I write this in the days just before what in our spiritual tradition is referred to as the “Easter Tridium”, the commemoration of Maundy (Holy) Thursday, Good Friday and Easter Sunday. The Tridium marks the final stages and events of the most sacred time of the Christian year - Holy Week.
What a strange and seemingly dissonant time then, to be watching one of the magnificent monuments to Christianity - the Cathedral of Notre Dame in Paris - burn. The cathedral’s spire toppled to the ground in the blaze and it endured other significant damage. It was a devastating spectacle for the people of Paris and France, but also for a great many Christians throughout the world.
I watched the fire do its work from the comfort of my living room; heard the anguish of those witnessing it in person; rotated among several channels every few minutes for different perspectives. And pondered two particular Christian spiritual considerations.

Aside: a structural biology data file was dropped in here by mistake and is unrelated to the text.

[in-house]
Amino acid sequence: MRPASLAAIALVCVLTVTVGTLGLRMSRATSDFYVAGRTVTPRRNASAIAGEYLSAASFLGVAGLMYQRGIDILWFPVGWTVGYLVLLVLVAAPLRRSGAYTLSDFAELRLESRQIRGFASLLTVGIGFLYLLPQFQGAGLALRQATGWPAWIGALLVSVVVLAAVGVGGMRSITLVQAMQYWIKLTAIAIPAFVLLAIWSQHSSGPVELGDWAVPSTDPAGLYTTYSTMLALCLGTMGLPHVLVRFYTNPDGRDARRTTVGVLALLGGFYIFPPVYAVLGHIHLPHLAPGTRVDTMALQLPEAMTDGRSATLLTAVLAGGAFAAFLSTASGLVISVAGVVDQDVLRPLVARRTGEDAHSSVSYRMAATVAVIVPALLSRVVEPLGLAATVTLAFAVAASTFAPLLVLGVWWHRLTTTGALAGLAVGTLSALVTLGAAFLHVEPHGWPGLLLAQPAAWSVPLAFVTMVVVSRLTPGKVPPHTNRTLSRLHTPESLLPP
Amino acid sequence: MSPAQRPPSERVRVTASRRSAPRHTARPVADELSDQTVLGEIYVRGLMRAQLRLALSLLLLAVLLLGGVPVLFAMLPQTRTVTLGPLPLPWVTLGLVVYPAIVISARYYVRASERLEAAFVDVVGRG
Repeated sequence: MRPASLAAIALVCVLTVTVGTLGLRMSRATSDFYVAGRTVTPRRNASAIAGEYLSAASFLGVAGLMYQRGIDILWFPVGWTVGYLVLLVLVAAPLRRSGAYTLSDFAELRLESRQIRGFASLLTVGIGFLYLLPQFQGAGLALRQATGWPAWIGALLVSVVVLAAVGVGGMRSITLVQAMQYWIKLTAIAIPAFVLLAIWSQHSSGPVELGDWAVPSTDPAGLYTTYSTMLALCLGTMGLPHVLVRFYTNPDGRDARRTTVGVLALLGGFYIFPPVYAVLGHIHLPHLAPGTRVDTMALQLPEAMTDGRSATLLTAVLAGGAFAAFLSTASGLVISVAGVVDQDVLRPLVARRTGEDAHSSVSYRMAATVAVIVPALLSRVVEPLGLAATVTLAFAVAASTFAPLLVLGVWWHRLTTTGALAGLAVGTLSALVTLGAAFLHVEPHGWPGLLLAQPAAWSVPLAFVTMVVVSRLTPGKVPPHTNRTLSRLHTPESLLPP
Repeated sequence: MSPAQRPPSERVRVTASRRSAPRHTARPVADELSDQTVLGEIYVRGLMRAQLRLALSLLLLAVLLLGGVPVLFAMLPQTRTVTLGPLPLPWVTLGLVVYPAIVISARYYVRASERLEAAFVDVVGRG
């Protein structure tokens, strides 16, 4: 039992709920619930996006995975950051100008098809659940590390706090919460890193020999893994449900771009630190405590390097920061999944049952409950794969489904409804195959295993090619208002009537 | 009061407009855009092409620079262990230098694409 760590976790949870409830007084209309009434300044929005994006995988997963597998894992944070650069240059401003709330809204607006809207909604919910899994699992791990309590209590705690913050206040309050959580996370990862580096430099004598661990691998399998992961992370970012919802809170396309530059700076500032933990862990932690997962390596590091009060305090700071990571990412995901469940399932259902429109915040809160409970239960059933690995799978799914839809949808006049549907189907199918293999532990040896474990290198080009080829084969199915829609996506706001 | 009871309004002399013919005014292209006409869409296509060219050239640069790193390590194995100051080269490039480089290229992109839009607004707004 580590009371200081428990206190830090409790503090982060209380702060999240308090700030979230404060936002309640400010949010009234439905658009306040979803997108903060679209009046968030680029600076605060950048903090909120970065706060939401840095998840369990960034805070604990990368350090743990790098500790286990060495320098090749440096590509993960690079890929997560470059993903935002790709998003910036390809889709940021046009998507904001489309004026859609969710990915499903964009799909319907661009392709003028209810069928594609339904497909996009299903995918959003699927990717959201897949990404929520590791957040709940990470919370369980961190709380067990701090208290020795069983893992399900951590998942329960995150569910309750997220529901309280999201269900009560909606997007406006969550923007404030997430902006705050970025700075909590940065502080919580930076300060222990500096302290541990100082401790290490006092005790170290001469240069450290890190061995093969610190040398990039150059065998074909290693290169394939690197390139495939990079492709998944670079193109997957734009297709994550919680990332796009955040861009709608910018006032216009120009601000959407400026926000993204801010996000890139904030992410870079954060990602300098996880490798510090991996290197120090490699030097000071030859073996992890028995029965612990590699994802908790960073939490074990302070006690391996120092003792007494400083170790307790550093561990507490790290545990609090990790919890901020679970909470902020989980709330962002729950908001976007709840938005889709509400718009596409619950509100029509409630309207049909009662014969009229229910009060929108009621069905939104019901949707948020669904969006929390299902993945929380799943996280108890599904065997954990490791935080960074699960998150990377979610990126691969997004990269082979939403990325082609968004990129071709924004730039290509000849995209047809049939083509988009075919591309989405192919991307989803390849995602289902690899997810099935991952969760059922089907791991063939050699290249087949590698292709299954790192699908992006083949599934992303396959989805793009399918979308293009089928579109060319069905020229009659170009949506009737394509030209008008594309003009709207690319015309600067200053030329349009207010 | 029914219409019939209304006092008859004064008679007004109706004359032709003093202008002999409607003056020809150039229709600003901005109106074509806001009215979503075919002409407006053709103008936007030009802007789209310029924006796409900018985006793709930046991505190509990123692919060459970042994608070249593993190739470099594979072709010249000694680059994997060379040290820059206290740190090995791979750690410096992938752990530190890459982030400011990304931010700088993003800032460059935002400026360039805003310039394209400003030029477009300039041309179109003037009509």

The more obvious one, which I heard many commentators on those rotating channels offer their audiences, was Resurrection. As the suffering, destruction and death of Maundy (Holy) Thursday and Good Friday inevitably give way to new life on Easter Sunday, so too the suffering, death and destruction of this day would inevitably give way to a rebuilt Notre Dame. Like Jesus, Notre Dame would rise again.
The less obvious Christian spiritual consideration I pondered, the one I don’t recall hearing or reading that day or the day after, was the same four-word phrase that a messenger(s) of God says to those who first reach the empty tomb in Matthew, Mark and Luke’s Gospels on Easter morning:
“He is not here.”
The grandeur of Notre Dame, the devotion of those who labored to build it, and its significance to Western culture are undeniable. The sadness over the damage suffered merits only compassion. But still, “He is not here.” Not ultimately.
What the Easter story proclaims, if anything, is that God, God’s love, and the power of God’s ways and call for humanity embodied by Jesus is boundless. It is not limited to any structure, city, nation, ethnicity or political orientation. It is not limited by suffering, destruction and death. It resides wherever and in whomever chooses to also embody and offer those same ways - compassion, forgiveness, kindness, justice, mercy, and love - to the world.
Whether it’s in a Cathedral or on a street corner. In Paris or here.